Posted in Adobe After Effects, Adobe Flash, Apple, Apple Computer, character design, illustration, Illustration Techniques, Illustrators, informational, Internet, Paintings, tagged Amanita Design, Apple Computer, video games on October 23, 2009 |
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I’m usually not a big fan of video games. I mean, I play them – when I have time…if I have time…when I USED to have time. But the standard 3D graphics have gotten stale to me. There’s something about the ‘shininess’, the surreal amount of texture detail, the hang-up on recreating reality (Look how real it looks! Who cares? Have you ever looked at a Van Eyck? He had hyper-surrealism/hyperrealism down in the 15th century. )
And I am not a fan of Flash as a development platform, an animation tool or whatever Adobe wants to sell it as this week. I do some work in Flash. But I rarely find it the ideal tool for anything other than hyperactive, marketing driven websites where the first thing you do is turn off the music, turn off the animation and try and find an HTML version where you can at least bookmark specific links… ANYWAY, the following post deals with a video game that’s done in Flash. So much for my cranky dislikes.
I saw this game on the Apple download page and decided to look into it and it’s really quite a cool game. The free demo works on OSX. The game play is pretty inspired. It’s not HALO – thank goodness – the body count isn’t the defining accomplishment but it’s fun to interact with, inspiring to look at and I wasted some time with it and it felt good!
The company is from the Czech Republic (Is it still called a Republic?) . Their website is here and they have some fun point-and-shoot type games (look under FLASH GAMES at the top of the page). They all feature inspired art direction, intriguing character design and innovative interaction with the scenes. Wonderful, fanciful illustrated worlds that feature a great deal of humanity in the art. They give me a real sense of seeing things from another human beings perspective. And that, for me, is usually a defining factor in what makes Art. Show me something about how you perceive the world. It doesn’t have to LOOK like the ‘real’ world. In fact, don’t let the real world interfere if you have a strong enough vision. That’s why this work feels special to me. 99% of video games out there have no interest in presenting a point of view that resonates beyond what we precieve as ‘reality’. Even the most ridiculous, outlandish constructs in video games are rendered with the upmost care to make sure they look JUST LIKE WHAT WE SEE all the time.
This company has been doing work for quite some time and once again I am behind the times. Nothing new in discovering that. But it’s new to me and I really enjoyed it.
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A review of The Book That Eats People in Publishers Weekly. They call it the greatest book ever made, EVER. The best story ever told, EVER. And the most amazing looking book ever…OK. I lie.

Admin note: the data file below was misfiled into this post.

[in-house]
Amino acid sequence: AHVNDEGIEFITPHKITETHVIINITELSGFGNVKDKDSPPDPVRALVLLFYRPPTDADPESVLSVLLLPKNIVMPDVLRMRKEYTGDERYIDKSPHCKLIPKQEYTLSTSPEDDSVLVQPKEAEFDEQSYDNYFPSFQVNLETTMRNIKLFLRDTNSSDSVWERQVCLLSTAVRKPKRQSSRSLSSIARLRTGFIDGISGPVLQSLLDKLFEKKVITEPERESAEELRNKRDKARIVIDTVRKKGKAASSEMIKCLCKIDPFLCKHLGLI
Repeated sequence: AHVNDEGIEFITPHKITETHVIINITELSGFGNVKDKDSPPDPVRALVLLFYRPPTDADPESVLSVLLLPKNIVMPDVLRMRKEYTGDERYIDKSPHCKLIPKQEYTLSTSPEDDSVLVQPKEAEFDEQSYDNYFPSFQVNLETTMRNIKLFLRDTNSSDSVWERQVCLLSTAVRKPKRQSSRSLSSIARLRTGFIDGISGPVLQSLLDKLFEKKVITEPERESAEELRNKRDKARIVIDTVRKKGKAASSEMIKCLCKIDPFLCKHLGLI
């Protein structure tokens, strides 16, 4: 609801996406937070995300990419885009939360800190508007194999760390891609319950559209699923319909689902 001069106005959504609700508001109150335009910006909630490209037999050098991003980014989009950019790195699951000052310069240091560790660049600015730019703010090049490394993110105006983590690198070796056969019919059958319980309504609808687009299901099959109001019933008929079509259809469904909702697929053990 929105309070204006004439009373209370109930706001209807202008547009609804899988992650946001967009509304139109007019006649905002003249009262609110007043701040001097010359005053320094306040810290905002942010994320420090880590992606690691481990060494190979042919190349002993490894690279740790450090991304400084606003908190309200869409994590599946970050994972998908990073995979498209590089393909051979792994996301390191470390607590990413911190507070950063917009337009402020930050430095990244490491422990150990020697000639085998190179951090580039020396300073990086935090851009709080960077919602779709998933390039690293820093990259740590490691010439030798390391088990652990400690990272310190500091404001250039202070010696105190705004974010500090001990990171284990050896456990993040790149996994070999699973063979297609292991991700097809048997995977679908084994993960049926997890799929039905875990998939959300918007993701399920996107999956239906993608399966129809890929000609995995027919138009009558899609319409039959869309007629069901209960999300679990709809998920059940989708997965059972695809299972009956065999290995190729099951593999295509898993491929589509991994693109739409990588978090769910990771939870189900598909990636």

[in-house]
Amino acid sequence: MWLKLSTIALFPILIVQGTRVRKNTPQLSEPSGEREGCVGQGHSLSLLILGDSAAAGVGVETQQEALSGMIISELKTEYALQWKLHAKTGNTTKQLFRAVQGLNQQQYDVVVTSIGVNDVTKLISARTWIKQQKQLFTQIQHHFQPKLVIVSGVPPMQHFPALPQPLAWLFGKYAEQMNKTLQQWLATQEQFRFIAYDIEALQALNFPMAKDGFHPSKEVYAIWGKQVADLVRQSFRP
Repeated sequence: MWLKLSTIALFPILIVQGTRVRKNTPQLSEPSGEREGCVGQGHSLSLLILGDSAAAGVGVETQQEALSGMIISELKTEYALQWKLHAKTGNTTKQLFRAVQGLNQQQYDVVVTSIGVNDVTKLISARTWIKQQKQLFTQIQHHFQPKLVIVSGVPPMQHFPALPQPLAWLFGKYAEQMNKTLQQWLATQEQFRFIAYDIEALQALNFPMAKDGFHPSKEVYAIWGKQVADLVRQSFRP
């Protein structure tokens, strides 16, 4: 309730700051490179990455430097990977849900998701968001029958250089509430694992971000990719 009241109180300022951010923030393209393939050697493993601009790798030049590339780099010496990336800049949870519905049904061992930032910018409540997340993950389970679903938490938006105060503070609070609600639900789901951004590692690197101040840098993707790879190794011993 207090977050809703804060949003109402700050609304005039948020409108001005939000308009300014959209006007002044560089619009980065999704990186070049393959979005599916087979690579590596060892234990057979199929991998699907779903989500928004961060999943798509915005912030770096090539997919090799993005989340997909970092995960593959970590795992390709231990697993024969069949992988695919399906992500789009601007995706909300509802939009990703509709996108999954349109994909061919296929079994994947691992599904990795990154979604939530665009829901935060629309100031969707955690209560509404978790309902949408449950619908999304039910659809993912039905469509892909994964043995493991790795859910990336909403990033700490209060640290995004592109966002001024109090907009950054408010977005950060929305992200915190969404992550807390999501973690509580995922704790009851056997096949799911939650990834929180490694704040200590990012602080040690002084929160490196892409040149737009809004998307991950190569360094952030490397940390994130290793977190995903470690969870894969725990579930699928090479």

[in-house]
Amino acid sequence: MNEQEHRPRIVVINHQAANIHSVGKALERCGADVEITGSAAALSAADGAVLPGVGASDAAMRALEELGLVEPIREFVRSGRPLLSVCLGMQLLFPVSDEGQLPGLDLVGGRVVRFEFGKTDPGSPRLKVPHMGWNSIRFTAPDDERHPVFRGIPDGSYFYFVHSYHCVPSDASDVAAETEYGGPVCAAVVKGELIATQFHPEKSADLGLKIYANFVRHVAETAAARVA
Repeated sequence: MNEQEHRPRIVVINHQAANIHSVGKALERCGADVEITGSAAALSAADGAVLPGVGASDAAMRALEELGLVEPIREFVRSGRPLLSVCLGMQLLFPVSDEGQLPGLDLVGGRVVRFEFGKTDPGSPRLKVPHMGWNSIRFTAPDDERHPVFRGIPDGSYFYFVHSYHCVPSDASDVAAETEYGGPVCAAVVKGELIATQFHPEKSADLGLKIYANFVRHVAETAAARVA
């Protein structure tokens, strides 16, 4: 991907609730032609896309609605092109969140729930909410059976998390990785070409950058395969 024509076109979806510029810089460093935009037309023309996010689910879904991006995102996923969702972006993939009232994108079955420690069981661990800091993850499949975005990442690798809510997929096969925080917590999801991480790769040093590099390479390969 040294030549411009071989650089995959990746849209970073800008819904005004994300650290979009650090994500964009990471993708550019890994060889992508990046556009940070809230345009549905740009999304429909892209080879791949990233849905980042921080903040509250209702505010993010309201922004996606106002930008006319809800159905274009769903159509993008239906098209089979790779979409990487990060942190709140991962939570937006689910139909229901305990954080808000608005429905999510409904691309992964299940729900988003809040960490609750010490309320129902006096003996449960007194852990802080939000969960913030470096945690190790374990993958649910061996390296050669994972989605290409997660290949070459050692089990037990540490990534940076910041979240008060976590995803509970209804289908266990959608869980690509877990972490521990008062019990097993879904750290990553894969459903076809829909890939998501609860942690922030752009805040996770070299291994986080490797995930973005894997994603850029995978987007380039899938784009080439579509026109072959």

They don’t say that. But they give it a very good review and, once again, don’t make fun of the illustrations which means I can sleep a little easier.
Publishers Weekly Review of The Book That Eats People.
And here is the review if you don’t want to ‘click’ or ‘jump’ or ‘hyperlink’ or whatever you kids do now days on the internet tubes.
The Book That Eats People John Perry, illus. by Mark Fearing. Tricycle, $15.99 (38p) ISBN 978-1-58246-268-4
From the grim warning on the first page (“CAUTION! This is a book that eats people”) to the advice at the end (“Never read this book with syrupy fingers. Never read it with cookies in your pocket. Never turn your back on it”), Perry’s debut soldiers on with a Lemony Snicket–like straight face. The histories of the book’s previous victims are given in gory detail (“Sammy pulled as hard as he could, but the book ate him. Then it coughed up his bones and they clattered across the floor like wooden blocks”). Fearing draws the book-within-a-book with blood-red covers, heavy-lidded eyes and a mouthful of fangs, packing his collage spreads with torn and crumpled papers (which take on an especially gruesome vibe in this context). Perry also covers the book’s perverse appetites (“if you hear a sound like an octopus in a tub of yogurt, that’s the book’s empty stomach”), tactics (it “traded covers” with a book called All About Dolphins, to the delight of one young Victoria Glassford) and eventual (if ineffectual) incarceration. It’s all irresistible. Read it. Carefully. All ages. (Oct.)
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Posted in illustration, Illustration Techniques, Illustrators, informational, Internet, The Book That Eats People, Tricycle Press, tagged John Perry, The Book That Eats People, Tricycle Press on October 6, 2009 |
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There’s an interview with John Perry, author of The Book That Eats People, and me – the illustrator posted at the 7 Impossible Things website. There’s also some other art samples posted. I didn’t say anything too dumb. I think. I hope.
7 Impossible Things – The Book That Eats People
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The author of The Book That Eats People offers a video about the dangers of the book.
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